Danielle Weedon Not so good!
Kathryn Clare But the experience and the practice I got in interviewing was really helpful. Regardless if it was a positive or negative experience, and I got a lot of really useful feedback as well, which I became a little bit obsessed, you could say, with hunting down feedback of, all right, what can I work on? What can I do better? What did the person who got the job have that I didn’t have? And really became quite focussed on that.
Danielle Weedon Do you know Kathryn, I’m sorry to interrupt, but we would, we just recorded another episode, and I think that is key as a grad to make sure you get feedback because I think you’re going to need it in your grad year and in your, whenever you go for another job. I think to shy away from what went wrong is is is not a smart idea. So I think it’s great to get all the feedback you can.
Kathryn Clare Yeah, it’s definitely an ego buster, that’s for sure! But yeah, any feedback is good feedback and I’ve really honed into it and was like, This is my opportunity to talk with these people. And for some of them, it was the Royal Children’s in Melbourne, and the fact that I had the ability to get feedback on my application from them, that was really useful, was so helpful for me. But at the end of those three months, I wasn’t really getting anywhere and I was starting to get a bit antsy with where I was professionally and the fact that I hadn’t worked clinically yet. Started to expand my horizons to different sectors, while still keeping an eye on the hospital space. And a friend of mine who’s also a physio reached out to me after I put a bit of a disappointing status up on social media that I was complaining that I didn’t have a job yet. She got in touch, indicating that her workplace is looking to add another physio to their team. And I spoke with her, I did a little bit of my research on my own and found that it was potentially a good fit for me. So I popped an application in and it went well and I was really grateful to be offered the position during my interview. Both parties, it looked like it was a good fit and it so far is.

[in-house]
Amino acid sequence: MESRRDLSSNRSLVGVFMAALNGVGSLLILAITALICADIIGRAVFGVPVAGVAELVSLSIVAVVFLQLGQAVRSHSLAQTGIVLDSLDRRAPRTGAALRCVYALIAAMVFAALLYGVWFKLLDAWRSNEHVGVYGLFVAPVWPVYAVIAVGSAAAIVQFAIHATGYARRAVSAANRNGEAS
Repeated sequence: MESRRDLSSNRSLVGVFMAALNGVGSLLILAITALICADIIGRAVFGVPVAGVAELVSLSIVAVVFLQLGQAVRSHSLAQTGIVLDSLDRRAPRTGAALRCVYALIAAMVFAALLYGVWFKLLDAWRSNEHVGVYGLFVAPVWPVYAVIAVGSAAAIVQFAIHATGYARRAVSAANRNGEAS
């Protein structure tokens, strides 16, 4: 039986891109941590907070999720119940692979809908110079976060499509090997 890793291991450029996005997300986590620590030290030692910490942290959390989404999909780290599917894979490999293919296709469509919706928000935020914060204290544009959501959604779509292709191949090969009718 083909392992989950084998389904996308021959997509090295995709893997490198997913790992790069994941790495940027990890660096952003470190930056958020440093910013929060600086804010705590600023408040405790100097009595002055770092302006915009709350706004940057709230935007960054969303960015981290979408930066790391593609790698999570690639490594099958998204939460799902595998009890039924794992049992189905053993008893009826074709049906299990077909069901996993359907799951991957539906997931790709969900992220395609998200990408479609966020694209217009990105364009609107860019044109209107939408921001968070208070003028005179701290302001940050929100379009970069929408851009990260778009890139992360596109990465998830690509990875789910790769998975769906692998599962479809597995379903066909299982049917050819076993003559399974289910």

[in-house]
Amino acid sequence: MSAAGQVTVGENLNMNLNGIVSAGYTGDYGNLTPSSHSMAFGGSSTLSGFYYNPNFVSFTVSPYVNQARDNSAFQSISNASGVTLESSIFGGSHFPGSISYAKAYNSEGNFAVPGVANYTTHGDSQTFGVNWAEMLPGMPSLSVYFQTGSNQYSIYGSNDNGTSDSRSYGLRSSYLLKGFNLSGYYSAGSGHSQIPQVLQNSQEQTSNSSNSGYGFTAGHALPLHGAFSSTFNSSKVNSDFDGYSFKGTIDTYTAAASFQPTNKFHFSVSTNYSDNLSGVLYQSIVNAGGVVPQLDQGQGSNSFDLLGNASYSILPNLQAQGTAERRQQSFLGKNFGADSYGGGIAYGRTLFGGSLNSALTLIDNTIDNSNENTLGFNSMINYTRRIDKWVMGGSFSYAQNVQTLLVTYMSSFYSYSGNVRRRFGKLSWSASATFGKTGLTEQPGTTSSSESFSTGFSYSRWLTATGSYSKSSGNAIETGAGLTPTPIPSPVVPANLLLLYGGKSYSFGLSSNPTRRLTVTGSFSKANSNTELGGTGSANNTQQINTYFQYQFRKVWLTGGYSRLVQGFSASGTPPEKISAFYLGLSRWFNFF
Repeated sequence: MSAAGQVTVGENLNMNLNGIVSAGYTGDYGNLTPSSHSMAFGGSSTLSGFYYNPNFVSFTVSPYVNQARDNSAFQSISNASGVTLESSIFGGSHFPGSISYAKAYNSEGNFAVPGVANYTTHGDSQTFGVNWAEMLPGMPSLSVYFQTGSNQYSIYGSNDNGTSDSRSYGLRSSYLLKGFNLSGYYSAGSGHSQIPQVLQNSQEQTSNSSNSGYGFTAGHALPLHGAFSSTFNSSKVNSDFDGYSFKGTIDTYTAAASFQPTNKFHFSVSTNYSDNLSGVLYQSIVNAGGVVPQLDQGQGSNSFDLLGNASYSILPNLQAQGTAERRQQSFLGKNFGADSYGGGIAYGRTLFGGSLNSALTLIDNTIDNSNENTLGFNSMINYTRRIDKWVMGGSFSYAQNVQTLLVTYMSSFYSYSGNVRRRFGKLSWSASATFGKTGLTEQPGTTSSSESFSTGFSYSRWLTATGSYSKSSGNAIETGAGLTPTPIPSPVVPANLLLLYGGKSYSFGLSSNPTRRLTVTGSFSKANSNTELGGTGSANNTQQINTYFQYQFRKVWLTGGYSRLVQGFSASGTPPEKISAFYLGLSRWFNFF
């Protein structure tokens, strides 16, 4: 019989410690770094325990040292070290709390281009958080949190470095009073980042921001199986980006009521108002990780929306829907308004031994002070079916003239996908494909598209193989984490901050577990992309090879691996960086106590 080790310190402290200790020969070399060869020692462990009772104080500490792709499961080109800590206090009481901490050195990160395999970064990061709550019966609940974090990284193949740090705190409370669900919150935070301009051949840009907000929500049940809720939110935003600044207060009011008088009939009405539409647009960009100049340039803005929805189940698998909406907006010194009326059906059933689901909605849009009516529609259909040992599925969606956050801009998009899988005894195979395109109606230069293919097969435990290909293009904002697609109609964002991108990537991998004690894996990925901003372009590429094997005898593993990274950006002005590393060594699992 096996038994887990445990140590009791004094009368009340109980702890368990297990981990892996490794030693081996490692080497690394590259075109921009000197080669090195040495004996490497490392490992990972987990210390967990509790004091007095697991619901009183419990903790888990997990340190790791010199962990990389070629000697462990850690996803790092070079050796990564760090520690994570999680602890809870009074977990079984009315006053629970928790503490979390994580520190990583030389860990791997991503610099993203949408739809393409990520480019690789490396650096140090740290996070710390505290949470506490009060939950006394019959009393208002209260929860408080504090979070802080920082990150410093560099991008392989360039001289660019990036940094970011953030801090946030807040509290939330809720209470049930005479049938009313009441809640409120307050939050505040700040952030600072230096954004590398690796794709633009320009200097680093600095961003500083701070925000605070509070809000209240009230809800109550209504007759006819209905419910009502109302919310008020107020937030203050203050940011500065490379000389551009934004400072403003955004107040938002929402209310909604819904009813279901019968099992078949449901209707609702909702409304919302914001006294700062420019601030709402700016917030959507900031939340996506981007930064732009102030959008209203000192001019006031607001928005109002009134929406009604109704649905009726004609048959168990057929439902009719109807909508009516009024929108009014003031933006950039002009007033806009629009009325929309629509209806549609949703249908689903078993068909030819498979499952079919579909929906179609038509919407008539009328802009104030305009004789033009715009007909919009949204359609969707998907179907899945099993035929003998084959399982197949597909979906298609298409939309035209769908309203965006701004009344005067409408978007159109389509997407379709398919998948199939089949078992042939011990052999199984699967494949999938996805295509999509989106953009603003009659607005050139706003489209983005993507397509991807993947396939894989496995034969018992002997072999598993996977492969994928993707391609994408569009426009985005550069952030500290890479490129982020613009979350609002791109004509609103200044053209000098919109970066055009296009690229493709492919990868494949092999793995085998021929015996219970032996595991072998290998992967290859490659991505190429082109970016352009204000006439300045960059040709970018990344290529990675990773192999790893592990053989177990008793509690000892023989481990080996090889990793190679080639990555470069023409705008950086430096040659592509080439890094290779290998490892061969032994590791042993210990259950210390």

Danielle Weedon You’ve had a really good first eight months and I think it’s, well, the whole concept of networking. It doesn’t always come that easy to health professionals. I don’t know if that’s right to say, but I think networking and, is always so important. So really reaching, even though you said the physio you know saw a post that you put on social media, I think that’s the other reason to even get feedback from interviews that you’re not successful in or, you know, keep in touch with clinical supervisors that you might have had a good experience with because you actually never know. It’s a pretty small world, the allied health world, and that’s exactly how you ended up finding a job.
Kathryn Clare Exactly, and as you say, keeping in touch with those clinical supervisors, they became my referees at the end of the day and even after securing a job, one of them has become my mentor now and being able to pick her brain – she’s currently doing a PhD, so I pick her brain and also offer my services up for her, whether it’s babysitting or helping collect data or anything like that. Especially over here in Perth, it is like a big country town, so it is quite a small space. But keep those networks and keep those people in your, in your back pocket because that’s how you will build your network. Like initially, networking is really hard because are so many of us, it seems. But then as you start to get into employment, you find your circle becomes a lot smaller and it’s people that you know and you meet people at courses and through different avenues.
Danielle Weedon Yeah, exactly. And so what did you find helpful when securing employment?